Nearly 100 Facebook cleaners were laid off from the tech giant’s California offices on Friday, two months after they were told their jobs would be safe.
The number of job cuts was actually supposed to be closer to 120, but about 30 janitors have been reassigned, according to workers who spoke to MarketWatch as well as the union that represents them, SEIU United Service Workers West.
Gatekeepers at Facebook’s parent company Meta Platforms Inc
headquarters in Menlo Park, Calif., and the company’s other Bay Area offices were affected. According to a list of workers seen by MarketWatch, about 193 janitors and other service workers have been retained by SBM, the supplier that employs them directly.
The layoffs come after janitors and other service workers at Meta kept their jobs through the first two-plus years of the COVID-19 pandemic, even as the company closed its campuses during a shelter lockdown. Meta, along with other major Silicon Valley employers such as Alphabet Inc.
and Intel Corp.
emphasized their commitment to retain service workers employed at the time.
But now that hybrid or remote work has become a permanent fixture for some companies — and as layoffs hit a number of industries — big tech companies are scrambling to cut costs. Meta CEO Mark Zuckerberg warned of difficult economic times ahead, and he is not alone. At Meta, that means engineers are bracing for job cuts and service workers are being cut. Before the janitors were laid off, about 40 bus drivers had lost their jobs at the company’s campuses in the past few months, according to a Teamsters union official.
Meta spokeswoman Tracy Clayton denied the company had requested job cuts in its sanitation ranks, and as recently as August said the company was not aware of any pending job cuts from its supplier partners.
But David Huerta, president of SEIU United Service Workers West, the union that represents the janitors, told MarketWatch that Meta is “very well informed about all of this” and that “it’s not true that they have no control over it. “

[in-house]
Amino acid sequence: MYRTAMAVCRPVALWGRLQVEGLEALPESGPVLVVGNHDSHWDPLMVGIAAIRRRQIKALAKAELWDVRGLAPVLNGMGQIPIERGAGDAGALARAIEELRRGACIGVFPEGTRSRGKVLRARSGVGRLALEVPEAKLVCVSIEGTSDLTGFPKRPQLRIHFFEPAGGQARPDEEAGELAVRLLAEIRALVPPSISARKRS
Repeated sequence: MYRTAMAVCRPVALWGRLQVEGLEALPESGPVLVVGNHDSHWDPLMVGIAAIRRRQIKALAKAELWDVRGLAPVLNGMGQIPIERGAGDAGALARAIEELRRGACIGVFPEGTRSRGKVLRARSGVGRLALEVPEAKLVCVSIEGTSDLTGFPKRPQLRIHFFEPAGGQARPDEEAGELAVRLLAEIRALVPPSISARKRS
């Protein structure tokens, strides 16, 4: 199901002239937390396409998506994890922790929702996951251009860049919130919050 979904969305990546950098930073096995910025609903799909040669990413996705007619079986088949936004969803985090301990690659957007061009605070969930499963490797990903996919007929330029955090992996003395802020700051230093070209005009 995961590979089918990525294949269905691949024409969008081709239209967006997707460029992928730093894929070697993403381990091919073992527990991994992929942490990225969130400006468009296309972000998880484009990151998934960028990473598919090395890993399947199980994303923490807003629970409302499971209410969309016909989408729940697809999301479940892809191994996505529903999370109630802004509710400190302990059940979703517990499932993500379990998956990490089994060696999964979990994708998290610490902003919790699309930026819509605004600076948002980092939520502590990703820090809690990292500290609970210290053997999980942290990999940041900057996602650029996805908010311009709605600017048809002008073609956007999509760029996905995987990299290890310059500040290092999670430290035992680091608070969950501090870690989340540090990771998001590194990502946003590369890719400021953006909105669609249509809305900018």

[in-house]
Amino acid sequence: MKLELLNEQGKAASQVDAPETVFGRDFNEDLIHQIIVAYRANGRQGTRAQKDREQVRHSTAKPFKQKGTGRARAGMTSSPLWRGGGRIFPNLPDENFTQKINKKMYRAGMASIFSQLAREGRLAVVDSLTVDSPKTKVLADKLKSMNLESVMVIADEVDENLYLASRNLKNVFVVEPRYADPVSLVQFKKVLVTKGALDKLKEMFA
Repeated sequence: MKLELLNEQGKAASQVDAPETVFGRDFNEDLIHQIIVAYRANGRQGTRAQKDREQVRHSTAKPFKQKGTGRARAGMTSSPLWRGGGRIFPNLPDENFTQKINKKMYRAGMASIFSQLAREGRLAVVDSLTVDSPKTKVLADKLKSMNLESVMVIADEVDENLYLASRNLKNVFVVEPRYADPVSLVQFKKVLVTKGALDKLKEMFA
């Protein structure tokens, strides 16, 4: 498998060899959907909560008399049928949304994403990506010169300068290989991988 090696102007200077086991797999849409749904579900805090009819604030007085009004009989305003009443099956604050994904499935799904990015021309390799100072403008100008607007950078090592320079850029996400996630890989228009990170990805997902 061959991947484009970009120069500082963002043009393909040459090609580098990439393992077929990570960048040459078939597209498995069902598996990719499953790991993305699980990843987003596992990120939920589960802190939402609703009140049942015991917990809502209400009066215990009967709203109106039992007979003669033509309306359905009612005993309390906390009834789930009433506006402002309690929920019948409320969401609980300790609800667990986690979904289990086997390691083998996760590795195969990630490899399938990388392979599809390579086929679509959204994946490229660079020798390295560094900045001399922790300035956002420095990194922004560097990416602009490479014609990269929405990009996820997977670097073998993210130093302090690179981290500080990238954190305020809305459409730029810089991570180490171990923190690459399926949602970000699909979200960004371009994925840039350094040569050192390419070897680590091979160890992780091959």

Meta relies on vendors to directly hire doormen, security guards, shuttle drivers, and more. The company switched sanitation providers in July, about a year later MarketWatch reported that its previous supplier, ABM Industries Inc.
changed the amount of vacation some janitors were getting, which Facebook officials said they weren’t aware of at the time. SBM Management Services took over the janitorial contract, and Huerta said both Meta and SBM have “committed” that no one will be made redundant then.
Asked for further comment, a Meta spokesperson referred MarketWatch to SBM, which has not returned repeated requests for comment since early August.
campus that would pay her slightly more than her hourly wage at Meta, which was $20.50.
“It was a dollar and more,” she said. “It was a win-win for me. I was excited.”
The single mother of four was then told she would still be out of a job.
“I can’t afford not to have a job,” Avalos said, adding that she’s open to whatever is offered and plans to look for part-time work to make ends meet. “I pay for a two-bedroom apartment myself.”
Like Avalos, another janitor at Meta who was laid off described the past few months of uncertainty about his job as stressful. Eric Miranda said that before he finally lost his job this week, he had to take a few days off to deal with the physical and mental effects of being so worried about keeping his job.
Miranda, who has worked at Meta for four years, said he has headaches as well as neck, back, shoulder and arm pain. He had to seek medical help.
“My nervous system is strained because of all the worries this situation brings,” he said.
He now plans to apply for unemployment benefits and look for a new job, he said. He has a wife who is also unemployed and his 87-year-old father to support.
As for the janitors who kept their jobs at Meta, they are worried about the increased workload due to the 40% reduction in their workforce. One janitor, who did not want to be named, said she and others have already been asked to work night shifts and overtime. She also said that some buildings that used to have five doormen now have only two.